Claus had always kept his promise to the Knooks by returning to the Laughing Valley by daybreak, but only the swiftness of his reindeer has enabled him to do this, for he travels over all the world.
He loved his work and he loved the brisk night ride on his sledge and the gay tinkle of the sleigh-bells. On that first trip with the ten reindeer only Glossie and Flossie wore bells; but each year thereafter for eight years Claus carried presents to the children of the Gnome King, and that good-natured monarch gave him in return a string of bells at each visit, so that finally every one of the ten deer was supplied, and you may imagine what a merry tune the bells played as the sledge sped over the snow.
The children’s stockings were so long that it required a great many toys to fill them, and soon Claus found there were other things besides toys that children love. So he sent some of the Fairies, who were always his good friends, into the Tropics, from whence they returned with great bags full of oranges and bananas which they had plucked from the trees. And other Fairies flew to the wonderful Valley of Phunnyland, where delicious candies and bonbons grow thickly on the bushes, and returned laden with many boxes of sweetmeats for the little ones. These things Santa Claus, on each Christmas Eve, placed in the long stockings, together with his toys, and the children were glad to get them, you may be sure.
There are also warm countries where there is no snow in winter, but Claus and his reindeer visited them as well as the colder climes, for there were little wheels inside the runners of his sledge which permitted it to run as smoothly over bare ground as on the snow. And the children who lived in the warm countries learned to know the name of Santa Claus as well as those who lived nearer to the Laughing Valley.
Once, just as the reindeer were ready to start on their yearly trip, a Fairy came to Claus and told him of three little children who lived beneath a rude tent of skins on a broad plain where there were no trees whatever. These poor babies were miserable and unhappy, for their parents were ignorant people who neglected them sadly. Claus resolved to visit these children before he returned home, and during his ride he picked up the bushy top of a pine tree which the wind had broken off and placed it in his sledge.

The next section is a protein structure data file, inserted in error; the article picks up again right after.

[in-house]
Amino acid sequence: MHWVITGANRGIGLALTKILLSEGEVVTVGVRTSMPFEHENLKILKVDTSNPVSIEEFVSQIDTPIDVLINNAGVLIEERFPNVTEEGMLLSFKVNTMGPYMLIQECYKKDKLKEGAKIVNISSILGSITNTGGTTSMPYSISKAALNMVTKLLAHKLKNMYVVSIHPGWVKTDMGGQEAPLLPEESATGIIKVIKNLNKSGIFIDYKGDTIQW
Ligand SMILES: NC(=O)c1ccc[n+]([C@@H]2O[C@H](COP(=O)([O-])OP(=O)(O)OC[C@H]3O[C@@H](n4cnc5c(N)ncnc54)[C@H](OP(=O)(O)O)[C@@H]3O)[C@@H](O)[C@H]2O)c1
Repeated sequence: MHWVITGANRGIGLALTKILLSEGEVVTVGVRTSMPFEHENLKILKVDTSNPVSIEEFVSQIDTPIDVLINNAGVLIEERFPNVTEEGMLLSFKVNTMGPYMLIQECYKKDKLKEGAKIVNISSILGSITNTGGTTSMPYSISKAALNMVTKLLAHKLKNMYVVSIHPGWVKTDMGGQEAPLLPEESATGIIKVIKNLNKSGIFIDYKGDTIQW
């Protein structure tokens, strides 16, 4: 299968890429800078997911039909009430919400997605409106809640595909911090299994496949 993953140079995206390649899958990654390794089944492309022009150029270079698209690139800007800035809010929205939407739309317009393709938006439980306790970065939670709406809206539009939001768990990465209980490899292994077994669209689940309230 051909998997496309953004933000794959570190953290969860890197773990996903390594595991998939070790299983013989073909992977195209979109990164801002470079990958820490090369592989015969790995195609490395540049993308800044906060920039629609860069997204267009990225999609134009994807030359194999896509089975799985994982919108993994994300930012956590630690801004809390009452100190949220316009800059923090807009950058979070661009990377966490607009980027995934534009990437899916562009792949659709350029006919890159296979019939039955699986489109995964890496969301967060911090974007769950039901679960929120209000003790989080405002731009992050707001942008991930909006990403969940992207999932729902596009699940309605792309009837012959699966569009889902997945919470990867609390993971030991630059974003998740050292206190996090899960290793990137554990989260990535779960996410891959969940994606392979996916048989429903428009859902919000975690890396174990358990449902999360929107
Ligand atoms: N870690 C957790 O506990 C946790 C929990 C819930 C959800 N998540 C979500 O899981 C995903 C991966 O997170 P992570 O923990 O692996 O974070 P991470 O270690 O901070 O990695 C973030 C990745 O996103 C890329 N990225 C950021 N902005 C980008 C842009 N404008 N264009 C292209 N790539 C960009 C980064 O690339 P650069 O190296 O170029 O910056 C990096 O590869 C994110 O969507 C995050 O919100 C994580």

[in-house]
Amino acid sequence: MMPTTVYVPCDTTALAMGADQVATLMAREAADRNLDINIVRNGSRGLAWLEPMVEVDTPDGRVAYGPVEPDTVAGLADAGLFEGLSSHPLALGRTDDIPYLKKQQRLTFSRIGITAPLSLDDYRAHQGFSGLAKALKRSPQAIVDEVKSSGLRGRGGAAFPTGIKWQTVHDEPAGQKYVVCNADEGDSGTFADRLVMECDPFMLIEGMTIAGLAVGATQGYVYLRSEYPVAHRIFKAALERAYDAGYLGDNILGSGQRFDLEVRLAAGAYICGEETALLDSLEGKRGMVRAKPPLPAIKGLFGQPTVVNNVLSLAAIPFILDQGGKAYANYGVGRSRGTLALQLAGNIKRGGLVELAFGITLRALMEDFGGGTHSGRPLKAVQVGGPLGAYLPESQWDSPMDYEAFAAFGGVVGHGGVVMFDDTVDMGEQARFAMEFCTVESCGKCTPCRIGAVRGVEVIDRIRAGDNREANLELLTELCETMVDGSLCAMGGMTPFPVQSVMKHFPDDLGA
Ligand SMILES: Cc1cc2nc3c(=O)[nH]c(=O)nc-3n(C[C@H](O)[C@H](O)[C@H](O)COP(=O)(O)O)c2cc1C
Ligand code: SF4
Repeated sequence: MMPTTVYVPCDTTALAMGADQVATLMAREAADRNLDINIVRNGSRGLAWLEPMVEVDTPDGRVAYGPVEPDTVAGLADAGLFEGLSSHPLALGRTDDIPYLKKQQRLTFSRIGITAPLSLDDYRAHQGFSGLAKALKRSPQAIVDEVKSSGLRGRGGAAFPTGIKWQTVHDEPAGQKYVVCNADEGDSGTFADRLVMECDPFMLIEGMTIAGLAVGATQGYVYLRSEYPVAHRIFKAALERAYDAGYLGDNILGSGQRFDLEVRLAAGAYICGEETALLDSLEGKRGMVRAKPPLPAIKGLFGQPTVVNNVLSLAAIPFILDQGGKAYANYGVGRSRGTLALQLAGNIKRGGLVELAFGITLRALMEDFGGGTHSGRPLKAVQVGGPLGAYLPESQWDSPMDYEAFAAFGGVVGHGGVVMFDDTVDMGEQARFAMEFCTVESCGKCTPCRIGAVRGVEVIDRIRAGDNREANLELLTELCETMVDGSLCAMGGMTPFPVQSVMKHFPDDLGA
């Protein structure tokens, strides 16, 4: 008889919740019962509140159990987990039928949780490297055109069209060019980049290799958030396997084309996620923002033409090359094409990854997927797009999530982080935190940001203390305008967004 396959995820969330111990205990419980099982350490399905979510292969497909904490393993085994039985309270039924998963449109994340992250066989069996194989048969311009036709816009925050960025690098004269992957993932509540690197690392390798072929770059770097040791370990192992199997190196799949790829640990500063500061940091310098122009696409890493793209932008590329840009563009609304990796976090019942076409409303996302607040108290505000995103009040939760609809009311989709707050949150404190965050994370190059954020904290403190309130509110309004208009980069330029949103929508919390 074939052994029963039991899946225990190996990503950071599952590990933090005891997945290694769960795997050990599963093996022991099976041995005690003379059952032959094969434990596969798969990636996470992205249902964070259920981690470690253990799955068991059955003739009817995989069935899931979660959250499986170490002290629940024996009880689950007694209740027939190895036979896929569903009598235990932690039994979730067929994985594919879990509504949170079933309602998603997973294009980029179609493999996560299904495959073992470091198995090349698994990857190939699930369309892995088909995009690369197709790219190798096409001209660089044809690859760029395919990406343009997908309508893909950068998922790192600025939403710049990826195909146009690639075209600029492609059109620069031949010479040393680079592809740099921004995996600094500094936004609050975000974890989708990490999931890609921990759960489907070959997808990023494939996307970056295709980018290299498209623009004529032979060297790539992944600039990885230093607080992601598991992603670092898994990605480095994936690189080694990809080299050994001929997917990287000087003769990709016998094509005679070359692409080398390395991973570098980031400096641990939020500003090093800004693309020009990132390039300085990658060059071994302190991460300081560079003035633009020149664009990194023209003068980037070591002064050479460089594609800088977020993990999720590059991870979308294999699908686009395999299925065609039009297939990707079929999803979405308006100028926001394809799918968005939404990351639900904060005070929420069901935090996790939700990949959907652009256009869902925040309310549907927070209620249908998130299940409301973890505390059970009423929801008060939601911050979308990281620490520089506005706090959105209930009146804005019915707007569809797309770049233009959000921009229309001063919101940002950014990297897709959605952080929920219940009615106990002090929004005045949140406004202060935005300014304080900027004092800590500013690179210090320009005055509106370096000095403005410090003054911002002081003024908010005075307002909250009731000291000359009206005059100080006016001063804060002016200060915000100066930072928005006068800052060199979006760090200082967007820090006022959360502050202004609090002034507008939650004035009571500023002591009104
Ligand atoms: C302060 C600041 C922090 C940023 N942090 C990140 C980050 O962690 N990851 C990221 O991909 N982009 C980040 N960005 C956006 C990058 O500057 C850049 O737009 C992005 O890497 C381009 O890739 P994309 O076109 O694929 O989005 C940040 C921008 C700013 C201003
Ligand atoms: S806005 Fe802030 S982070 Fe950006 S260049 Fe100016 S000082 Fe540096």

It was nearly morning when the deer stopped before the lonely tent of skins where the poor children lay asleep. Claus at once planted the bit of pine tree in the sand and stuck many candles on the branches. Then he hung some of his prettiest toys on the tree, as well as several bags of candies. It did not take long to do all this, for Santa Claus works quickly, and when all was ready he lighted the candles and, thrusting his head in at the opening of the tent, he shouted:
“Merry Christmas, little ones!”
With that he leaped into his sledge and was out of sight before the children, rubbing the sleep from their eyes, could come out to see who had called them.
You can imagine the wonder and joy of those little ones, who had never in their lives known a real pleasure before, when they saw the tree, sparkling with lights that shone brilliant in the gray dawn and hung with toys enough to make them happy for years to come! They joined hands and danced around the tree, shouting and laughing, until they were obliged to pause for breath. And their parents, also, came out to look and wonder, and thereafter had more respect and consideration for their children, since Santa Claus had honored them with such beautiful gifts.
The idea of the Christmas tree pleased Claus, and so the following year he carried many of them in his sledge and set them up in the homes of poor people who seldom saw trees, and placed candles and toys on the branches. Of course he could not carry enough trees in one load of all who wanted them, but in some homes the fathers were able to get trees and have them all ready for Santa Claus when he arrived; and these the good Claus always decorated as prettily as possible and hung with toys enough for all the children who came to see the tree lighted.
These novel ideas and the generous manner in which they were carried out made the children long for that one night in the year when their friend Santa Claus should visit them, and as such anticipation is very pleasant and comforting the little ones gleaned much happiness by wondering what would happen when Santa Claus next arrived.
Perhaps you remember that stern Baron Braun who once drove Claus from his castle and forbade him to visit his children? Well, many years afterward, when the old Baron was dead and his son ruled in his place, the new Baron Braun came to the house of Claus with his train of knights and pages and henchmen and, dismounting from his charger, bared his head humbly before the friend of children.
“My father did not know your goodness and worth,” he said, “and therefore threatened to hang you from the castle walls. But I have children of my own, who long for a visit from Santa Claus, and I have come to beg that you will favor them hereafter as you do other children.”
Claus was pleased with this speech, for Castle Braun was the only place he had never visited, and he gladly promised to bring presents to the Baron’s children the next Christmas Eve.
The Baron went away contented, and Claus kept his promise faithfully.
Thus did this man, through very goodness, conquer the hearts of all; and it is no wonder he was ever merry and gay, for there was no home in the wide world where he was not welcomed more royally than any king.